The toddy stick. The loggerhead. The swizzle stick. These three very useful tools employed by early mixers nearly disappeared from behind bars in modern times. However they disappeared for three entirely different reasons. The swizzle stick was replaced by the blender, the bar spoon, and the shaker. The loggerhead was a fire hazard. So it went out because of health and safety regulations. And the toddy stick? It disappeared in name only. Today we call it a muddler.
A 19th century book on the history of a small Massachusetts town contained this excellent description of a loggerhead:
“Now this loggerhead, or Flip-Dog, as it was sometimes called, consisted of a piece of iron about two feet long, one end being quite thick, while the other dwindled down to a handle; such an article being a main spoke in the furniture of every such place in those days. It was used in making flip, which was a mixture of beer, spirit and sugar, into which the loggerhead, hot from the fire, was thrust, heating the compound and causing a froth on top which usually ran over the sides of the mug.”
The loggerhead was also very useful for melting tar: a less than desirable additive to the next rum flip! This tool was also used for an assortment of other tavern keeper activities such as cauterizing wounds and even igniting cannons.
The advantage of heating a drink with a loggerhead—also called a “flip dog”—is that the drink would be heated instantly. Think of it as a predecessor to the microwave.
The loggerhead was such a common, convenient device that its name gave birth to a number of other British terms. A loggerhead was a person of low intelligence: Someone who might as well have a lump of iron rising above their neck. The British expression “at loggerheads” meant reaching an impasse in a dispute. It later took on the more heated meaning of arguing to the point of physical violence.
Among the drinks most commonly heated with a loggerhead were punch, toddy and flip. In those days before central heating, tavern keepers served a lot of hot drinks.
A 1796 British dictionary defines the term “swizzle” as a “drink, or any brisk or windy liquor. In North America, a mixture of spruce beer, rum, and sugar, was so called.” But the swizzle itself was Caribbean, not American. The quararibea turbinata or swizzlestick tree grows almost exclusively on the southern islands of Antigua, Barbados, Dominica, Grenada, Trinidad, and Martinique. The three to five branches that form the head are not roots but actual branches of the shrub that grow naturally from the main stalk.
In the Caribbean, swizzle sticks are not reserved for making swizzles. They are used as hand blenders in soups, creams, and many other mixing tasks.
Unfortunately, swizzle sticks are not a large export commodity. So with the exception of a very few sources, the easiest way to get one—or more, since they are hard to come by—is to travel to the Caribbean or ask someone who is heading to the islands.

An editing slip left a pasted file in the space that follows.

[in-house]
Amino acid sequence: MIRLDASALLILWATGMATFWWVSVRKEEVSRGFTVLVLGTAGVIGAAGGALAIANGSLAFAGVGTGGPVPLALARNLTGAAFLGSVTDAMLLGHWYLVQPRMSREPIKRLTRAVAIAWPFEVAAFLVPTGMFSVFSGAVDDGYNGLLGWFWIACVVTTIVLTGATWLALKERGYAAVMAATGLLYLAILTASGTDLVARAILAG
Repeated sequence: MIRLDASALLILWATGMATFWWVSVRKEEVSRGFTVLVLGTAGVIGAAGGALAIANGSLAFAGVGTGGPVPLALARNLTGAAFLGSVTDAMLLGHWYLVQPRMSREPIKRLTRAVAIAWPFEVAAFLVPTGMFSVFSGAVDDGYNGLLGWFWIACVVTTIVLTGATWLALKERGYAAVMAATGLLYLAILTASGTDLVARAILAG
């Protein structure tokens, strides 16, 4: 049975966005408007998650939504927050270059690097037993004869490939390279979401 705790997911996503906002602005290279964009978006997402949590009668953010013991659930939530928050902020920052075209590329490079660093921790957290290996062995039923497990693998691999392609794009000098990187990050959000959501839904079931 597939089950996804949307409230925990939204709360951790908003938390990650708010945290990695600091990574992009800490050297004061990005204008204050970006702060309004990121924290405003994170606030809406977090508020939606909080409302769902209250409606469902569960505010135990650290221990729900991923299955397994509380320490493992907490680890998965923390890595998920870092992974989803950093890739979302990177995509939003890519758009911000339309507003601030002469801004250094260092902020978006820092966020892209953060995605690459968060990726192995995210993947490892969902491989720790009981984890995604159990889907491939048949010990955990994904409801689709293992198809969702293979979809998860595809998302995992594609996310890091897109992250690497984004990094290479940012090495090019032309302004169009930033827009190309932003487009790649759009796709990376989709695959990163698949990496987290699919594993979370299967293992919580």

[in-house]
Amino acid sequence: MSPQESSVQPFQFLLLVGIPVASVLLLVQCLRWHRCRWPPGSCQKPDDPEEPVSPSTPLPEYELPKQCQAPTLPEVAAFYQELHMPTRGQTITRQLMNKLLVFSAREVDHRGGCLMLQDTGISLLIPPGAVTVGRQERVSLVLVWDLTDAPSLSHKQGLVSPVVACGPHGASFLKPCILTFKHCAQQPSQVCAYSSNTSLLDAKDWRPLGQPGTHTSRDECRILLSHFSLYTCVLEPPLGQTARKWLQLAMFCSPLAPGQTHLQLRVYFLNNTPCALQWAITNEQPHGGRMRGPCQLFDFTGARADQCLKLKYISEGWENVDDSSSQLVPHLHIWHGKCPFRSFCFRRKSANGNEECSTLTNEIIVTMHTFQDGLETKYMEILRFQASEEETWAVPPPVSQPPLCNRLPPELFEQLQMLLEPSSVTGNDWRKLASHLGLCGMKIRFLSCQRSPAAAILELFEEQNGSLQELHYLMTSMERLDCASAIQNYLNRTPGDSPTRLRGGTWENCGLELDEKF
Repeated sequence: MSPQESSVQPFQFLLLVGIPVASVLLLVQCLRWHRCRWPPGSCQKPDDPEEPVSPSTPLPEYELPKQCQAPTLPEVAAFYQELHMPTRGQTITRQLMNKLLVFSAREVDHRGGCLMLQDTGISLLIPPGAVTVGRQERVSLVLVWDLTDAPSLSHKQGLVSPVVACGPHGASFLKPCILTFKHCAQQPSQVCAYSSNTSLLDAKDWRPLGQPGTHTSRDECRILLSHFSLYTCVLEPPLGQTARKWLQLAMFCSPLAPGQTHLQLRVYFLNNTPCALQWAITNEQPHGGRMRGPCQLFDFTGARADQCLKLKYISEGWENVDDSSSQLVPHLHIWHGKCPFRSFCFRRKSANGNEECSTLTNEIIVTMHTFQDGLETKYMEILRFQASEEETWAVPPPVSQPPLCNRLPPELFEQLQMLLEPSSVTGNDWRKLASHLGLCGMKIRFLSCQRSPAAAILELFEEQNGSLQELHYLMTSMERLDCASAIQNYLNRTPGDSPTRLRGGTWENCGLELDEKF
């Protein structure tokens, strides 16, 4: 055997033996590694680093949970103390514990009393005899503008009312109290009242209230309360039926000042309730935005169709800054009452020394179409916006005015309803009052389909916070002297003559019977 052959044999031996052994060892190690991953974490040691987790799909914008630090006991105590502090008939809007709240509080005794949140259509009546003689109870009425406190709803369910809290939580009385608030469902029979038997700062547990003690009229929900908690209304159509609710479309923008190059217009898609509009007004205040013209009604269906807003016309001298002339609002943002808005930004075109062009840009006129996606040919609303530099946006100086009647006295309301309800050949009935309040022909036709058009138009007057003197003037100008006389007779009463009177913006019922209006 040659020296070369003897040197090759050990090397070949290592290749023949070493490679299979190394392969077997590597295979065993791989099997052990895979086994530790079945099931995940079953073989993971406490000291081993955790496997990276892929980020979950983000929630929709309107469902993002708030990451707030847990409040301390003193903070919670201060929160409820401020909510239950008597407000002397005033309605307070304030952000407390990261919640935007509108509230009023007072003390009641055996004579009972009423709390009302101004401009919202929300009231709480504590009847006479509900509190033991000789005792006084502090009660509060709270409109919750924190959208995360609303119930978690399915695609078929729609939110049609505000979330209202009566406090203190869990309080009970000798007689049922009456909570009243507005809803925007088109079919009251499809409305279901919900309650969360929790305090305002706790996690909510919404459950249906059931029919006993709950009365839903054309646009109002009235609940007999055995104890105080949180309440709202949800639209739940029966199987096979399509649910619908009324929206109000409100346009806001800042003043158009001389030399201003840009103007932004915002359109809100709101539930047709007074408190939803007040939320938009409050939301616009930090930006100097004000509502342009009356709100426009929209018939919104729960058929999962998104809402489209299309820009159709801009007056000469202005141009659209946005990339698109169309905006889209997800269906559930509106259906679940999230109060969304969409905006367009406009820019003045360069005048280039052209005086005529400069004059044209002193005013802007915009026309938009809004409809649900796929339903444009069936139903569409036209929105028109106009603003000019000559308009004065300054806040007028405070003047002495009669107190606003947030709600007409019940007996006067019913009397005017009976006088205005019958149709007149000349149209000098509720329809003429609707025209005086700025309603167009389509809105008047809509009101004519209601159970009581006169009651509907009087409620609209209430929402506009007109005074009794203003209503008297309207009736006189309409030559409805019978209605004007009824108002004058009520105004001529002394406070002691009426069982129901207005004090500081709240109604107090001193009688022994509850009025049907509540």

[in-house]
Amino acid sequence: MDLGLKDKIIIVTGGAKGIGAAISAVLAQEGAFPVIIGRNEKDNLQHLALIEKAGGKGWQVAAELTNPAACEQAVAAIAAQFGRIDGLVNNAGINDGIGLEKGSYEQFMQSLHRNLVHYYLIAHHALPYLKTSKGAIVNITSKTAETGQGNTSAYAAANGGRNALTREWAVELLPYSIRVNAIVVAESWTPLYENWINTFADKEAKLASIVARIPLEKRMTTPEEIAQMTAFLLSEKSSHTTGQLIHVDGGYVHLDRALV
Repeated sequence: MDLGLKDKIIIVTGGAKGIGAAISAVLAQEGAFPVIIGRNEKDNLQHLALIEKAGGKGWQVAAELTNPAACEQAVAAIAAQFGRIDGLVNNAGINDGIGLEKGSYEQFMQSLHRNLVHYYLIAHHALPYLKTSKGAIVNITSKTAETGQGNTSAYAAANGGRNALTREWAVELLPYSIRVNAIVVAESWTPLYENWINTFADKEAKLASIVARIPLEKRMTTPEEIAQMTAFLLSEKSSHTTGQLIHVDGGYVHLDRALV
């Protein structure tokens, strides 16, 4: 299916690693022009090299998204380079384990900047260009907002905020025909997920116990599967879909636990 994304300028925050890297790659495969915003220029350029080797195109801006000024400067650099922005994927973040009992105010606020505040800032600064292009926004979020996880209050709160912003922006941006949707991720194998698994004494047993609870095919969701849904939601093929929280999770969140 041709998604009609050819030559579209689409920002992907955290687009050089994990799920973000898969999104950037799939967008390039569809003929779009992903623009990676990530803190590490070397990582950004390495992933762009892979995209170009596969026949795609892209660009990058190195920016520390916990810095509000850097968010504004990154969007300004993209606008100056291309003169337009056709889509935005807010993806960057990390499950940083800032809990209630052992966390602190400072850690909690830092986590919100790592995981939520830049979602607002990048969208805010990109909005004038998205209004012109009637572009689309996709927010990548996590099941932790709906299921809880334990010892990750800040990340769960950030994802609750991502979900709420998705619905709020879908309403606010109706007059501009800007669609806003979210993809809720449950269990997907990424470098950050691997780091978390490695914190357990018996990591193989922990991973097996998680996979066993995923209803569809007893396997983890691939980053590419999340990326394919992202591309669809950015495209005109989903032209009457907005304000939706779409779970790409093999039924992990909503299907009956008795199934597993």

If you can’t get your hands on a genuine swizzle stick, there is a traditional alternative: the eggnog stick.
To make one: Split the end of a 25 to 30 cm balsawood stick. Insert a cross piece of wood approximately 6 cm by 1 cm by a few millimetres thick. This works almost as well as the swizzle and was a very common alternative that was produced in northern climates.
Both the swizzle stick and eggnog stick are used by placing it in the glass. Then holding the shaft between the palms of your hands, move your hands back and forth to whirl the stick in the glass. Today, a skilled bartender swizzling a drink or whipping an eggnog creates a timeless theatre of drink production with the inviting sight and sound of the whirling stick.
Isn’t it a shame that the same term is used for the frequently-branded, plastic stirring stick? No one precisely when this stirring device was invented. But we do know that Cartier introduced a line of personalised, silver-plated swizzle sticks, in the 1920s, that was promoted to eliminate the bubbles in a glass of champagne! Noél Coward, George Gershwin, and other posh swells of the day all toted their on silver sticks around to cocktail parties and hotel bars.
The birth of tiki triggered the production of myriads of plastic “swizzle sticks” topped with tiki heads, hula girls, and blatant branding: Trader Vic and Don the Beachcomber swizzle sticks are collector’s items today.
The toddy stick was also immortalized in drinking lore. One writer from ages part described the humble toddy stick as beloved for “the welcome ringing music it made on the sides of glass tumblers...” It was also excellent for crushing sugar in the bottom of a glass or mug. More than one bartender also used it to defend himself when accosted by a belligerent drunk. Sounds like a muddler, doesn’t it?
According to one early description, the toddy stick was six or eight inches long with a knob at one end or flattened out at one end. It was shorter than modern muddlers. But remember the dimensions of the doppelfassbecher. The glasses were smaller and so were the drinks.
Mixing glasses and mixing sticks, in hand, how do we pour the sumptuous contents we have made into a serving glass? That’s the subject of our next story.
—Anistatia Miller & Jared Brown
[This article was originally published in German in 2010 in Mixology Magazine.]
© MIXELLANY LIMITED 2012